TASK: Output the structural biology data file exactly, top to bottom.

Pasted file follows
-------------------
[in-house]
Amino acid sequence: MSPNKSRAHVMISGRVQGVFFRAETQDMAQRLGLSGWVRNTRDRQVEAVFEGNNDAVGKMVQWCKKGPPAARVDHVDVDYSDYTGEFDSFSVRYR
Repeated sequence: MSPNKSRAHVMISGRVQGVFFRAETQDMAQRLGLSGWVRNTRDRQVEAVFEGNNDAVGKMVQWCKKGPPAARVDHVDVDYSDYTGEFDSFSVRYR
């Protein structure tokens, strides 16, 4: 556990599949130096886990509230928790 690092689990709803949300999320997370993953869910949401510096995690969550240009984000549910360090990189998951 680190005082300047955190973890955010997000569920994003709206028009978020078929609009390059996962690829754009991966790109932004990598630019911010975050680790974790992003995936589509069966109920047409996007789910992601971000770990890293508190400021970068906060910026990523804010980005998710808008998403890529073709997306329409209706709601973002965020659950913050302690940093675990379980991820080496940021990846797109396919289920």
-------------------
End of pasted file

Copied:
[in-house]
Amino acid sequence: MSPNKSRAHVMISGRVQGVFFRAETQDMAQRLGLSGWVRNTRDRQVEAVFEGNNDAVGKMVQWCKKGPPAARVDHVDVDYSDYTGEFDSFSVRYR
Repeated sequence: MSPNKSRAHVMISGRVQGVFFRAETQDMAQRLGLSGWVRNTRDRQVEAVFEGNNDAVGKMVQWCKKGPPAARVDHVDVDYSDYTGEFDSFSVRYR
């Protein structure tokens, strides 16, 4: 556990599949130096886990509230928790 690092689990709803949300999320997370993953869910949401510096995690969550240009984000549910360090990189998951 680190005082300047955190973890955010997000569920994003709206028009978020078929609009390059996962690829754009991966790109932004990598630019911010975050680790974790992003995936589509069966109920047409996007789910992601971000770990890293508190400021970068906060910026990523804010980005998710808008998403890529073709997306329409209706709601973002965020659950913050302690940093675990379980991820080496940021990846797109396919289920």